Professor asks students to write 9/11 essay from terrorists' perspective, sparking outrage

An international studies course assignment at Iowa State University asking students to explore 9/11 and al-Qaida's understanding of it is eliciting a strong reaction on social media.

Although the assignment says in its description that the exercise is not about “agree[ing] with the terrorists” but about “consider[ing] completely different perspectives,” it is nonetheless being interpreted differently.

For example, Fox News says in the opening of its story: "9/11 was bad. But let's pretend it wasn't. That's the challenge some International Studies students at Iowa State University faced."

The story was first reported by the College Fix. Here is a transcript of lecturer James Strohman's assignment for college students:

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"Let’s focus on the 911 terrorist attacked and how it might be interpreted differently by different people around the world. For this exercise, you have to 'get out of the box' of our thinking about what happened on 911 and view it from a completely different perspective. While this may seem difficult to do, it is merely an exercise in how different people, cultures, and historical perspectives may actually be.

"Write a paper that gives a historical account of 911 from the perspective of the terrorist network. In other words, how might Al-Qaeda or a non-Western historian describe what happened. Use your imagination and make it as interesting as you like. There is no correct answer here, just your ability to look at what we consider a heinous action from other perspectives. Don’t worry about the fact you don’t agree with the terrorists, the point of the exercise is to consider completely different perspectives."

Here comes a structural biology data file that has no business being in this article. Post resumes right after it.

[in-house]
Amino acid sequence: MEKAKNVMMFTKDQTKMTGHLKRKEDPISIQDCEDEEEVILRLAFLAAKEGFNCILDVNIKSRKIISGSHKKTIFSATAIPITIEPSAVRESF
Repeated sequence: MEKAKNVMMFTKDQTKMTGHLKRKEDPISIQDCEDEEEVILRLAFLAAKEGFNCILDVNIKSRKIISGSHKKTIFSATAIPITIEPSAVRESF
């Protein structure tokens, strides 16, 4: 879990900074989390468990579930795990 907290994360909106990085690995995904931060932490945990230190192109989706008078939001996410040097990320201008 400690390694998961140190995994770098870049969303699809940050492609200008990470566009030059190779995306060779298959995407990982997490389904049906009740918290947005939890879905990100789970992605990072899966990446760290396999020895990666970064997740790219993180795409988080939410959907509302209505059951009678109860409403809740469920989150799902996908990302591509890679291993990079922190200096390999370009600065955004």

Iowa State University’s director of communications Rob Schweers responded to the outrage in an email to The College Fix.

“As you can see, the assignment was in no way an attempt to diminish the tragic events of September 11, 2001. Nor was it designed to support the goals of Al-Qaeda and other terrorist organizations,” he said, calling the assignment an exercise in critical thinking. “This is similar to the vital work being performed in our nation’s diplomatic and intelligence operations, such as the Central Intelligence Agency, or the State Department’s Bureau of Intelligence and Research.”

The story includes the detail that Strohman did not respond for comment.

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